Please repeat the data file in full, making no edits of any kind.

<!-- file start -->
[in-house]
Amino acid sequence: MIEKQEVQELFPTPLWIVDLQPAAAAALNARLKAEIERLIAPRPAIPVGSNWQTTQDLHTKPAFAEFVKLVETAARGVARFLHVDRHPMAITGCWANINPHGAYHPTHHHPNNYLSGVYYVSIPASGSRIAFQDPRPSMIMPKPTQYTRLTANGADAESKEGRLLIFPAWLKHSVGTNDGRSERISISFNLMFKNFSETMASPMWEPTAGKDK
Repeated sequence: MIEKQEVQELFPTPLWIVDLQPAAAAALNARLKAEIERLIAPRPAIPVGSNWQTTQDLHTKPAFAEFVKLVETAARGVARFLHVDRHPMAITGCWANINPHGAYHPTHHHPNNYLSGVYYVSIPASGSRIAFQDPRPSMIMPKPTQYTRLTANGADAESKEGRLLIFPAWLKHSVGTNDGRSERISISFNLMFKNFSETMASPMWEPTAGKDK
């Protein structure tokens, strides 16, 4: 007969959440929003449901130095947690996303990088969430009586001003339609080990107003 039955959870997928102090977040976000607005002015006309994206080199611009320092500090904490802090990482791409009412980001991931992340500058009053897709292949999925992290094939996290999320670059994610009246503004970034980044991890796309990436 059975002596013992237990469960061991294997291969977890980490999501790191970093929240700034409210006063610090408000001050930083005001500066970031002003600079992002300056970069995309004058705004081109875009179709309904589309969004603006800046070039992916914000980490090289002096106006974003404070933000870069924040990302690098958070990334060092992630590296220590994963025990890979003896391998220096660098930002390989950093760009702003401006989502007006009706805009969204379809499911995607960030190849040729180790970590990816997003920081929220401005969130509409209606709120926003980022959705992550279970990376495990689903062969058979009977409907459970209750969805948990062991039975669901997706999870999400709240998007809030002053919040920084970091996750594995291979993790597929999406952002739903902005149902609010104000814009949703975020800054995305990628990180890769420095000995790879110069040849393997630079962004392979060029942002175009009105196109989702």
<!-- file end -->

[in-house]
Amino acid sequence: MIEKQEVQELFPTPLWIVDLQPAAAAALNARLKAEIERLIAPRPAIPVGSNWQTTQDLHTKPAFAEFVKLVETAARGVARFLHVDRHPMAITGCWANINPHGAYHPTHHHPNNYLSGVYYVSIPASGSRIAFQDPRPSMIMPKPTQYTRLTANGADAESKEGRLLIFPAWLKHSVGTNDGRSERISISFNLMFKNFSETMASPMWEPTAGKDK
Repeated sequence: MIEKQEVQELFPTPLWIVDLQPAAAAALNARLKAEIERLIAPRPAIPVGSNWQTTQDLHTKPAFAEFVKLVETAARGVARFLHVDRHPMAITGCWANINPHGAYHPTHHHPNNYLSGVYYVSIPASGSRIAFQDPRPSMIMPKPTQYTRLTANGADAESKEGRLLIFPAWLKHSVGTNDGRSERISISFNLMFKNFSETMASPMWEPTAGKDK
């Protein structure tokens, strides 16, 4: 007969959440929003449901130095947690996303990088969430009586001003339609080990107003 039955959870997928102090977040976000607005002015006309994206080199611009320092500090904490802090990482791409009412980001991931992340500058009053897709292949999925992290094939996290999320670059994610009246503004970034980044991890796309990436 059975002596013992237990469960061991294997291969977890980490999501790191970093929240700034409210006063610090408000001050930083005001500066970031002003600079992002300056970069995309004058705004081109875009179709309904589309969004603006800046070039992916914000980490090289002096106006974003404070933000870069924040990302690098958070990334060092992630590296220590994963025990890979003896391998220096660098930002390989950093760009702003401006989502007006009706805009969204379809499911995607960030190849040729180790970590990816997003920081929220401005969130509409209606709120926003980022959705992550279970990376495990689903062969058979009977409907459970209750969805948990062991039975669901997706999870999400709240998007809030002053919040920084970091996750594995291979993790597929999406952002739903902005149902609010104000814009949703975020800054995305990628990180890769420095000995790879110069040849393997630079962004392979060029942002175009009105196109989702």